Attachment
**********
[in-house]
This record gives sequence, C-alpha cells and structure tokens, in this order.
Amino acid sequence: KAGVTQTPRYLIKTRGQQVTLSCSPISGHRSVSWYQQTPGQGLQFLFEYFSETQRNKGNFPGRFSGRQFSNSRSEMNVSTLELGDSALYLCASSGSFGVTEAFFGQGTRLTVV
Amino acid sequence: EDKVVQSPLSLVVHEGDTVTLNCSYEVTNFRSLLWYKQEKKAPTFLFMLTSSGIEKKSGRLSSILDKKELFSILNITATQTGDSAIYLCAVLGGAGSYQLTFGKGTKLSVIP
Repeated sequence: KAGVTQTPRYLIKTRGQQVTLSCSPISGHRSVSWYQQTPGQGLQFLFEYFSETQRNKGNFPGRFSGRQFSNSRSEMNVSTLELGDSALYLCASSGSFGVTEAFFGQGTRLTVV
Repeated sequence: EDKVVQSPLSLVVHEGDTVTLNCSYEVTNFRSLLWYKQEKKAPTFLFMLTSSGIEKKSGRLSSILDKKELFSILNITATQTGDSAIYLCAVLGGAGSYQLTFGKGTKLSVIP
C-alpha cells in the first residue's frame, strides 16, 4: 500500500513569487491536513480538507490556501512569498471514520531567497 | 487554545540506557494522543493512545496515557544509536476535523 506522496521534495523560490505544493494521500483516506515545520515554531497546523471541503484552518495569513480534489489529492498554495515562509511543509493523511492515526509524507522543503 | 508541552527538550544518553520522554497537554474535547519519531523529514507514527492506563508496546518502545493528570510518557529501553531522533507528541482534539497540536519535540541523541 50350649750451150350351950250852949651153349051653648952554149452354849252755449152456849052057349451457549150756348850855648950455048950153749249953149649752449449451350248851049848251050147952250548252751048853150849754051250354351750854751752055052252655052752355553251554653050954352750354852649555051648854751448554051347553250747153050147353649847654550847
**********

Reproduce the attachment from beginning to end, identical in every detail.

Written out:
[in-house]
This record gives sequence, C-alpha cells and structure tokens, in this order.
Amino acid sequence: KAGVTQTPRYLIKTRGQQVTLSCSPISGHRSVSWYQQTPGQGLQFLFEYFSETQRNKGNFPGRFSGRQFSNSRSEMNVSTLELGDSALYLCASSGSFGVTEAFFGQGTRLTVV
Amino acid sequence: EDKVVQSPLSLVVHEGDTVTLNCSYEVTNFRSLLWYKQEKKAPTFLFMLTSSGIEKKSGRLSSILDKKELFSILNITATQTGDSAIYLCAVLGGAGSYQLTFGKGTKLSVIP
Repeated sequence: KAGVTQTPRYLIKTRGQQVTLSCSPISGHRSVSWYQQTPGQGLQFLFEYFSETQRNKGNFPGRFSGRQFSNSRSEMNVSTLELGDSALYLCASSGSFGVTEAFFGQGTRLTVV
Repeated sequence: EDKVVQSPLSLVVHEGDTVTLNCSYEVTNFRSLLWYKQEKKAPTFLFMLTSSGIEKKSGRLSSILDKKELFSILNITATQTGDSAIYLCAVLGGAGSYQLTFGKGTKLSVIP
C-alpha cells in the first residue's frame, strides 16, 4: 500500500513569487491536513480538507490556501512569498471514520531567497 | 487554545540506557494522543493512545496515557544509536476535523 506522496521534495523560490505544493494521500483516506515545520515554531497546523471541503484552518495569513480534489489529492498554495515562509511543509493523511492515526509524507522543503 | 508541552527538550544518553520522554497537554474535547519519531523529514507514527492506563508496546518502545493528570510518557529501553531522533507528541482534539497540536519535540541523541 50350649750451150350351950250852949651153349051653648952554149452354849252755449152456849052057349451457549150756348850855648950455048950153749249953149649752449449451350248851049848251050147952250548252751048853150849754051250354351750854751752055052252655052752355553251554653050954352750354852649555051648854751448554051347553250747153050147353649847654550847